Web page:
Size: 90mm wide 33mm high    MM: Unknown


Zimmerman Manufacturing Co. (1908-1915)

Auburn, Indiana

This is a Zimmerman radiator script (1908)     acdm
Size: 310mm wide

The Zimmerman Manufacturing Company was a builder of horsedrawn buggies when it entered the automotive market in 1908 with a two-cylinder motorized buggy offered in two 14 hp two-passenger runabout models and a 16/18 hp four-passenger surrey.

A 35 hp four-cylinder touring model was added to the line in 1910 with 44 hp six-cylinder touring and roadster models appearing in 1913. These later Zimmerman models were built by the Auburn Automobile Company.

Zimmerman was a family business and following the death of Elias Zimmerman production of the Zimmerman car ceased in 1915.


The Zimmerman did not have a radiator emblem but, from its introduction in 1908, the Zimmerman name was displayed using a cast brass script attached to the radiator core, as shown above. Original Zimmerman radiator scripts are very rare. I am not aware of any other emblems used by Zimmerman.

June 25, 2019


Vehicle Equipment Co.

Brooklyn, New York (1901-1905)

Long Island City, New York (1905-1906)

This is a V.E.C. maker's nameplate/serial plate (c1901)     mjs
Size: 87mm wide 45mm high

The Vehicle Equipment Company, known as V.E.C., was established in December 1900 and became an important manufacturer of electric vehicles, including sightseeing buses, ambulances and trucks for special applications.

The V.E.C. facility in Brooklyn was destroyed by fire in 1905 and the company moved to Long Island. In 1906, the company name was changed to General Vehicle Company and the vehicles became known as G.V.


The Vehicle Equipment Company did have a logo, see the 1903 advertisement shown below:

This is a V.E.C. advertisement showing a logo (1903)    ms

Close up showing the V.E.C. logo (1903)    ms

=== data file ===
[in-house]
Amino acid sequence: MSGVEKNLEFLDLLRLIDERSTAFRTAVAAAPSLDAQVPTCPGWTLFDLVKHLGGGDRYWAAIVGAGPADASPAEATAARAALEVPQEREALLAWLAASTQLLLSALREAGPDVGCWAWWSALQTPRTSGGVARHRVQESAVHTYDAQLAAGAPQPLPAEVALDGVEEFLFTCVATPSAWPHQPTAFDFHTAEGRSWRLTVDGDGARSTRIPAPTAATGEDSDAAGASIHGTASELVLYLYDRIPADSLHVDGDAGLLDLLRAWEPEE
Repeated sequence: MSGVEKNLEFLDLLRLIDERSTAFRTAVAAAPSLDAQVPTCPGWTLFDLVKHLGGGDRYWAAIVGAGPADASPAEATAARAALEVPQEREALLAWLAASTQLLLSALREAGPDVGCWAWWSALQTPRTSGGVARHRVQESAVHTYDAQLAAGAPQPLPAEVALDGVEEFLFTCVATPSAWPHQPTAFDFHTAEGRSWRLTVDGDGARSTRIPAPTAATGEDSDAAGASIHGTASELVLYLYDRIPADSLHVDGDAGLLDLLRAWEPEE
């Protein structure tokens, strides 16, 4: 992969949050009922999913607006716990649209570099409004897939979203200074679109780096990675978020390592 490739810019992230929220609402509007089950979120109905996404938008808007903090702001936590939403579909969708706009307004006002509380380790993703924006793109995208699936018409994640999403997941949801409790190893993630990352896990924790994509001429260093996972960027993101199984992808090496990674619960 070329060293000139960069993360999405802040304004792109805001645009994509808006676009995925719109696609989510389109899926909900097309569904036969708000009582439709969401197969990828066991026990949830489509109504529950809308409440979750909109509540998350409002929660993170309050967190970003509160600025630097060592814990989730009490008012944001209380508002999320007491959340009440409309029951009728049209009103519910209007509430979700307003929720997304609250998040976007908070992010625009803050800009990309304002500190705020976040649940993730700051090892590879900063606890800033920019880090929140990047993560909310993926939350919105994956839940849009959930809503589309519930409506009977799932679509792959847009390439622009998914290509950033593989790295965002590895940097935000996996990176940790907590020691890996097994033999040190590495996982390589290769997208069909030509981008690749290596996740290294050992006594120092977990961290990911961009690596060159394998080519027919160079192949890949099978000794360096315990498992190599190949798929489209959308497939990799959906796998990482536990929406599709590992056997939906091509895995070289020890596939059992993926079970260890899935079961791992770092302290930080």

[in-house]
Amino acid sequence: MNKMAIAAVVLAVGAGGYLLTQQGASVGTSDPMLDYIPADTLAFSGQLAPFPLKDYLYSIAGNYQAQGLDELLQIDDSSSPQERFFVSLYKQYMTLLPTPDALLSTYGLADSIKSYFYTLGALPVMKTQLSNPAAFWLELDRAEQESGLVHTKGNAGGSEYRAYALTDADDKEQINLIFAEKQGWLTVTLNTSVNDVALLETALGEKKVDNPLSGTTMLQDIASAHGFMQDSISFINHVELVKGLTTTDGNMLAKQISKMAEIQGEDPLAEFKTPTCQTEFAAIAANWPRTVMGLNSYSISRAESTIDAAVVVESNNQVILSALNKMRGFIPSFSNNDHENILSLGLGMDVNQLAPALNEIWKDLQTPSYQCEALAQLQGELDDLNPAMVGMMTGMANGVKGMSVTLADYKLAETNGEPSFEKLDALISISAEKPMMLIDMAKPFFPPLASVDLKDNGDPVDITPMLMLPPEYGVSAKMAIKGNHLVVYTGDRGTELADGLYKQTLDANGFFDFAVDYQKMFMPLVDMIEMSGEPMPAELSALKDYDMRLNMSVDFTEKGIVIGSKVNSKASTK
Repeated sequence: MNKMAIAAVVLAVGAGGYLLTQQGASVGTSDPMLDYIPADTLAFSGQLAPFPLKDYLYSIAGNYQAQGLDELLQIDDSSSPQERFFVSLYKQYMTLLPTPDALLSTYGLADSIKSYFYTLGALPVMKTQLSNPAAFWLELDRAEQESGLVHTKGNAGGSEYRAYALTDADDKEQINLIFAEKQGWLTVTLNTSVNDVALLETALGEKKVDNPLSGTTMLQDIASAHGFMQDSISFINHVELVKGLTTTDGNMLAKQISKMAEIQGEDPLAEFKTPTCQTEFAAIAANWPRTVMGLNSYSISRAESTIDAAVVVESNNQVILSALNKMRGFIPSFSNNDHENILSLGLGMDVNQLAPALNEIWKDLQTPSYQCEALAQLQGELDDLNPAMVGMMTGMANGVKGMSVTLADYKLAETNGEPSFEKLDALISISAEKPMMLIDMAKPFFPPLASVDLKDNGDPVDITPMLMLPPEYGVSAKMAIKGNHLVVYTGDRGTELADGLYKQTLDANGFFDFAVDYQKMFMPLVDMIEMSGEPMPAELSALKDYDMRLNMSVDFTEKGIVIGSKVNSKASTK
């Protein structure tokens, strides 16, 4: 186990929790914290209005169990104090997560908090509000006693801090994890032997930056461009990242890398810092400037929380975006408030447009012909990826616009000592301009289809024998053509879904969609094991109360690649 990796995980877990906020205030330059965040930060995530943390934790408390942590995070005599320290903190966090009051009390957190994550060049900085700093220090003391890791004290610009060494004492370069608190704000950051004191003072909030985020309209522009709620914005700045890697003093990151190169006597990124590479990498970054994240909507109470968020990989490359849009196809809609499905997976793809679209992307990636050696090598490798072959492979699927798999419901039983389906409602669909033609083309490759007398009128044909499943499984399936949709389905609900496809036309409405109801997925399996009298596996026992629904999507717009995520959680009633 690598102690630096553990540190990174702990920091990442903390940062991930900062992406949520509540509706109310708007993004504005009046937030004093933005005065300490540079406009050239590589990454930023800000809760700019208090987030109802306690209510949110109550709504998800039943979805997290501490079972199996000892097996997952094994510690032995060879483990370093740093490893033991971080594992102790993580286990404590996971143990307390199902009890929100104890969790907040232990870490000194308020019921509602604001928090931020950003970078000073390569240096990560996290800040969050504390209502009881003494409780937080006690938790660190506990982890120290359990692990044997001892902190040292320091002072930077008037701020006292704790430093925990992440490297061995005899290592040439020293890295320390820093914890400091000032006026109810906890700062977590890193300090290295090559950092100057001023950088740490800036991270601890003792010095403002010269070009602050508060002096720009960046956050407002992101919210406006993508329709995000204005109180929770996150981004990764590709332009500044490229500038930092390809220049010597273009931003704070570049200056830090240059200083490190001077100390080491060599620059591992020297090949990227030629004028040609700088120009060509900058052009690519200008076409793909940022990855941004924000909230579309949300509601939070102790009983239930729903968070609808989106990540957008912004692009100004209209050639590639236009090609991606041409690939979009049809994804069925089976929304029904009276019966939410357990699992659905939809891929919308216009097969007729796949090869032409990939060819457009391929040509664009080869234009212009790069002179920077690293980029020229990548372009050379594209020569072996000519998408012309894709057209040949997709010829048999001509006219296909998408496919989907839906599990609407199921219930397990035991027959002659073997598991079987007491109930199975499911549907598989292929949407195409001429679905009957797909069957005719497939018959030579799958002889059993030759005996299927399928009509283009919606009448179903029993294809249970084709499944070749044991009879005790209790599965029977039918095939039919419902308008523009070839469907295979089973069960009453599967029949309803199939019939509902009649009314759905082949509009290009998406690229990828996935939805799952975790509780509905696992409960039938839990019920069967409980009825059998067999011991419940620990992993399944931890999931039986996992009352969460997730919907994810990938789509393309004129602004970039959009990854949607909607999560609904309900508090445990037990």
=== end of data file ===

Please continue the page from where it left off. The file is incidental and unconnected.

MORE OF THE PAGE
However, I can find no evidence that V.E.C. electric vehicles displayed an emblem but they did carry the Vehicle Equipment Company name on a small combined maker's nameplate/serial plate attached to the body of the vehicle, see example shown above at the top of this post. Original V.E.C. nameplate/serial plates are rare.

June 07, 2019


Anchor Motor Car Co. (1910-1911)

Cincinnati, Ohio

This is an Anchor radiator emblem (1910-1911)      mjs
Size: 64mm high 50mm wide      MM: Mayer

The Anchor Carriage Company was a builder of horse drawn carriages and decided to enter the automotive field. The Anchor Motor Car Company was established and the Anchor motor car appeared in 1910.

The Anchor was a 35 hp four-cylinder touring car powered by a T-head engine. Production numbers are unknown but are likely to have been modest at best, as it was all over for the Anchor in 1911.


The Anchor carried a black and white enamel radiator emblem, see example above. This Anchor radiator emblem is rare. 

There was also a version of the Anchor radiator emblem in gold color metal and finished in blue enamel, see example below. This Anchor radiator emblem may have been used on a special Anchor model or may have been a prototype emblem. This Anchor radiator emblem is very rare.

This is an Anchor radiator emblem (1910-1911)     jab
Size: 64mm high 50mm wide      MM: Mayer

All Anchor radiator emblems that I have seen have been unused, new old stock emblems, indicating that very few Anchor cars were actually built. An original Anchor radiator emblem that has clearly been used on a car would be extremely rare.

Beware, there are reproduction Anchor emblems finished in blue, white and red enamel but with a flat back, no maker's mark and an incorrect anchor design, see example below:

This is a reproduction Anchor radiator emblem    ms